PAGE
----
RV PRO

September '18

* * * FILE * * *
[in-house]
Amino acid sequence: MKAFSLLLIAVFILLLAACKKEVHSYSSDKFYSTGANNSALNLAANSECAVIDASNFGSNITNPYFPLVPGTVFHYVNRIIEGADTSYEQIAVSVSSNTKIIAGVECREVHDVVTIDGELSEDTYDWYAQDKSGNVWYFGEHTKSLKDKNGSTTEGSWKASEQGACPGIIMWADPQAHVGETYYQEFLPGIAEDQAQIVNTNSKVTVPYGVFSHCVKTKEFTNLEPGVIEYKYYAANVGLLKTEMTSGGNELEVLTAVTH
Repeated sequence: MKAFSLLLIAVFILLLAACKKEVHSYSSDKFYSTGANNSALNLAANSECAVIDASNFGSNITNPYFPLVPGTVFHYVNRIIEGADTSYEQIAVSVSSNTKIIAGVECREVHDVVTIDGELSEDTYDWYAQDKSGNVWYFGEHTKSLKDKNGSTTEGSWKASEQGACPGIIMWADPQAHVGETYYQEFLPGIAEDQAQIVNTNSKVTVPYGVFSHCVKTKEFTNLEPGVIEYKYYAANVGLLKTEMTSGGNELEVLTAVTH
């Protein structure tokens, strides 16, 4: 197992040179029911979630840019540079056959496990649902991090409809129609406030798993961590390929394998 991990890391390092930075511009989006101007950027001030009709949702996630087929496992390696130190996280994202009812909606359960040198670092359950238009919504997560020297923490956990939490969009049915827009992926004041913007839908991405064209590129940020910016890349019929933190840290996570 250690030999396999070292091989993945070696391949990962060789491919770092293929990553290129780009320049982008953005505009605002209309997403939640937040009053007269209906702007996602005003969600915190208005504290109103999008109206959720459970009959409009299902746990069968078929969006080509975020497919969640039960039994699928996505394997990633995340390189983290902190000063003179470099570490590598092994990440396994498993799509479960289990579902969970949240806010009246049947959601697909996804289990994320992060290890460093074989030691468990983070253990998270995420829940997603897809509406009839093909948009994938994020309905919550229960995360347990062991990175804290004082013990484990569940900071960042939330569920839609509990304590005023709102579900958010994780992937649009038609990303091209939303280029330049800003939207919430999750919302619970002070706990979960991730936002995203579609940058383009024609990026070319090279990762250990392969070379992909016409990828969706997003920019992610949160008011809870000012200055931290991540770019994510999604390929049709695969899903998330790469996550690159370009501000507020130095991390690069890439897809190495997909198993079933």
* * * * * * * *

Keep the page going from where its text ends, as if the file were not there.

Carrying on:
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144 • RV PRO • September 2018 rv-pro.com B U S I N E S S RV PRO: So, your basic function is to lobby for manufacturing. How does that work? Burton: It is a complex endeavor when you have 150 legislators, elected officials, dozens of different departments that all affect the manufacturing and business climate in the state of Indiana. Just about every facet that touches the business community we are involved in. RV PRO: How big is your staff? Burton: We have a staff of 12, which includes four full-time lobbyists with more than 100 years of statehouse experience. RV PRO: What is the general atti- tude by the Legislature toward man- ufacturing? That is: Do the members "get" how important manufacturing jobs are to Indiana? Bu r t o n : Ye s a n d n o. We h a ve embarked upon an effort to raise the awareness of manufacturing. Everyone wants to chase the shiny object, whether it be the dot.com era or information technology era. In Indiana, IT accounts for 2 percent of our GDP and manufacturing consumes most of the information technology. Last year on the technology side, 95 percent of all R&D was done in the man- ufacturing sector in our state. So, we are trying to get the word out that today's manufacturing is high-tech, high-wage, with tremendous opportunity. RVP PRO: In Indiana, both cham- bers of the Legislature and the gover- nor's office are held by Republicans, making for a trifecta. That would seem to make for a "slam dunk" for getting pro-business legislation passed. Is it? Burton: In the political world, there are no perfect trifectas. You have to con- tinue to remind elected officials – no matter which party they are from – about the importance of manufacturing and what drives the economy, particularly in our state. There are numerous reset buttons in the legislative process. We not only have to inform elected officials, but we have to get information into our K-12 educa- tional system. We have to talk to princi- pals, teachers, superintendents, parents, guidance counselors and school students at an early age and let them know what opportunities exist in our economy. Indiana has been very good about transitioning our graduates from the K-12 system into four-year higher ed institutions. We have one of the highest percentages in the country. Nearly 65 percent of high school graduates go onto a four-year institution. Unfortunately, we lose half of those the first year. Therefore, we need to let young people know what opportunities are out there for those who are not going to a four-year institution and we have to do a better job for those who go to a four- year institution letting them know what opportunities are available once they get their degrees. RV PRO: IMA's legislative agenda for the 2018 session included employ- er-training tax credits, relocation incentives for out-of-state workers, a mechanism to provide transparency and oversight for workforce-related programs, and several educational initiatives. How did your agenda fare? Burton: Nothing of substance (from that agenda) was passed by the General Assembly. We have told them for the last nearly 20 years Indiana has done a great job in creating a positive business climate. We rank at or near the top in most all business surveys. However, we, like many states, lack in the workforce arena. More and more investment deci- sions are not being made based upon the business climate. They are being made on where the available skilled workforce is located. All the hard work of creating a posi- tive business climate could be for naught if we do not tackle the workforce issue. RV PRO: If the workforce issue isn't addressed, is there any concern that one of these days, companies – including RV makers – may expand somewhere else because there just aren't enough good workers in state? Burton: We do a very thorough survey each year with the accounting Burton (center) has crossed paths with many notable dignitaries during his nearly two decades at the IMA. He is pictured here with Vice President Mike Pence (left), when Pence served as Indiana's governor, and Luke Kenley, a recently retired veteran Indiana state lawmaker.

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